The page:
Additional monies from the S.C. Geological Survey, the university and the University of Illinois put the total funding for the project at about $6 million, he said.
The DOE’s grants also include projects in Michigan, Illinois, Colorado, Texas, California, Alabama, Kansas, Utah and Wyoming. Researchers will evaluate each site for its potential to store CO2, provide geological data that will be added to a public database and participate in technical working groups to determine the selection of storage sites.
Carolina’s researchers will focus on three rural areas of the Lowcountry, just above the SGR, including one with a wildcat well drilled years ago in a search for oil and gas. Studies of that well and other data have given researchers a glimpse of the geologic formations in the area, Shafer said.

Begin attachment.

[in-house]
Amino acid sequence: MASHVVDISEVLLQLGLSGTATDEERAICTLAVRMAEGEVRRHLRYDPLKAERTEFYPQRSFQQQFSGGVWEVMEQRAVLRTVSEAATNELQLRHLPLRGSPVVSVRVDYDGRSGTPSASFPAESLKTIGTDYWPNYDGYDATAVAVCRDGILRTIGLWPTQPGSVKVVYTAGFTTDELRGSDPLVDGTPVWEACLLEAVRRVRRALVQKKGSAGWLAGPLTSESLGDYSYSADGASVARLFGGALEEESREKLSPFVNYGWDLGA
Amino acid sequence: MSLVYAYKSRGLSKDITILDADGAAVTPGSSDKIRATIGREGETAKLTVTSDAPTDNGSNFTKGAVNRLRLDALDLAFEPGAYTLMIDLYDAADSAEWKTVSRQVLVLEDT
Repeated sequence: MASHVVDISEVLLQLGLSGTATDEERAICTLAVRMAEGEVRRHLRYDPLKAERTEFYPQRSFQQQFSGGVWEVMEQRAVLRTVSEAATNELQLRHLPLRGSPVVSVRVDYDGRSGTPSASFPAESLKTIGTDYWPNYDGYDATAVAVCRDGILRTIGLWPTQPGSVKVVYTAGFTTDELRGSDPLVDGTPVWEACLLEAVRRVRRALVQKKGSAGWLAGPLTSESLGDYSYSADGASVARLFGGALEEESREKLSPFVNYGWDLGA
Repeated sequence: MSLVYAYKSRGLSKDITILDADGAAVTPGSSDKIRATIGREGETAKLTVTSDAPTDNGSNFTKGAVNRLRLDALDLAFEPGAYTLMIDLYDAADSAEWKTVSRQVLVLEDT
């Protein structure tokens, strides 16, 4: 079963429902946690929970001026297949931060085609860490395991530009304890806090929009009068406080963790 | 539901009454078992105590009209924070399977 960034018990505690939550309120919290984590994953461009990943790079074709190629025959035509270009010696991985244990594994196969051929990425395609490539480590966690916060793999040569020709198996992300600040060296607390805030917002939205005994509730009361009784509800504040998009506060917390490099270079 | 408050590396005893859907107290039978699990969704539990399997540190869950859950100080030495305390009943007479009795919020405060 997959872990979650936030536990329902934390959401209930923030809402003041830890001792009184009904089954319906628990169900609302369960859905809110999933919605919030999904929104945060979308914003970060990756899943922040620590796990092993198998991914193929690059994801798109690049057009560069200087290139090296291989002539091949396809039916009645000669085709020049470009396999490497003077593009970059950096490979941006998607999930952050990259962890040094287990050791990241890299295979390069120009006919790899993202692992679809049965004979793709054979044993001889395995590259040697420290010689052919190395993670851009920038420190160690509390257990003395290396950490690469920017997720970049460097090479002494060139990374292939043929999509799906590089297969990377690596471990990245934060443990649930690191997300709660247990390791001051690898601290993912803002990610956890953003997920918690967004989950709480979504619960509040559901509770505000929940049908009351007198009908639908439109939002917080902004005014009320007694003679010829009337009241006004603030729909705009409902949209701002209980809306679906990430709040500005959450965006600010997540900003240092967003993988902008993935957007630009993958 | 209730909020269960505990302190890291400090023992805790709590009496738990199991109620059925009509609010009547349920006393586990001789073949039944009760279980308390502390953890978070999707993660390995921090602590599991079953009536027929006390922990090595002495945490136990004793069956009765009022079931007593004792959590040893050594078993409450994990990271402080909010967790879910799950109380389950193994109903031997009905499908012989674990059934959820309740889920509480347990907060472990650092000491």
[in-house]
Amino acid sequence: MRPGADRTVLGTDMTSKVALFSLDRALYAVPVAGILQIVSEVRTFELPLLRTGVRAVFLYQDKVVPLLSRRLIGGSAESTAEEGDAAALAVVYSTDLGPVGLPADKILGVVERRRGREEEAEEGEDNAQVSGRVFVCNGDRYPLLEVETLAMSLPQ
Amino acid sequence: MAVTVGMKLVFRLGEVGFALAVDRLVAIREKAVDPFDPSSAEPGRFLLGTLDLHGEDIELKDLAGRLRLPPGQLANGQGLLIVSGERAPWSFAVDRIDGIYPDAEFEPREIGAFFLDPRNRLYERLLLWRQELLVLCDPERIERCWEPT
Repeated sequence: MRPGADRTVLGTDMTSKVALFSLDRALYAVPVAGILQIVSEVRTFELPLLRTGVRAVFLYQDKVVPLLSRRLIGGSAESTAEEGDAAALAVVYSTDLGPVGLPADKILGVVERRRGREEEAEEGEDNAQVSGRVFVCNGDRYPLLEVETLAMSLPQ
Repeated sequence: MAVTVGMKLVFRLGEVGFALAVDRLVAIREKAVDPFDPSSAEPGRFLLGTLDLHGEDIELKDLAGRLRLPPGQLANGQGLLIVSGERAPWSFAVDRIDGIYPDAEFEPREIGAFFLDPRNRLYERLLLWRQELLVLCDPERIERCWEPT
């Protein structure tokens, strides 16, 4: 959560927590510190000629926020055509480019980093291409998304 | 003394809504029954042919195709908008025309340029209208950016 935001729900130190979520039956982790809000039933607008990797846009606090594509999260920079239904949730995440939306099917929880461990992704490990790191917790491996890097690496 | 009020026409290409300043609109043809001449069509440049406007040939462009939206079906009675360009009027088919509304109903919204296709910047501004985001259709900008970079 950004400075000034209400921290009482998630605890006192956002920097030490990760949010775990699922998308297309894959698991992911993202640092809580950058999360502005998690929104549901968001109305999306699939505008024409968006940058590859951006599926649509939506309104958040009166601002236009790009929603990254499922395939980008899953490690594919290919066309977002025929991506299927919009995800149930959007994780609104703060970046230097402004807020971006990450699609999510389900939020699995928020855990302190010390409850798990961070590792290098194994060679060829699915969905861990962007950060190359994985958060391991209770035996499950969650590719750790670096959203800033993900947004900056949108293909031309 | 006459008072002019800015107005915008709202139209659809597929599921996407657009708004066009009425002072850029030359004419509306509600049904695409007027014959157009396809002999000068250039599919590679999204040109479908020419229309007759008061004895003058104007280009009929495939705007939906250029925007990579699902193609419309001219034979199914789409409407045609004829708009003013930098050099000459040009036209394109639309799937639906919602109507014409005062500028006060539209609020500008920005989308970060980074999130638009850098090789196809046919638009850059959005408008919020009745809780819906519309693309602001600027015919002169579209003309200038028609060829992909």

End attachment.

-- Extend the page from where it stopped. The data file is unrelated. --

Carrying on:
“Based on what we’ve seen, we believe that this could be a viable area for the storage of CO2,” Shafer said. “We already have a good idea of what we will find.”
The university is not involved in the technology involved in carbon capture.
“This is a process called carbon capture and storage, or CCS,” he said. “Other researchers are involved in this work. We are focusing strictly on the geologic properties below the earth where we can store CO2. ”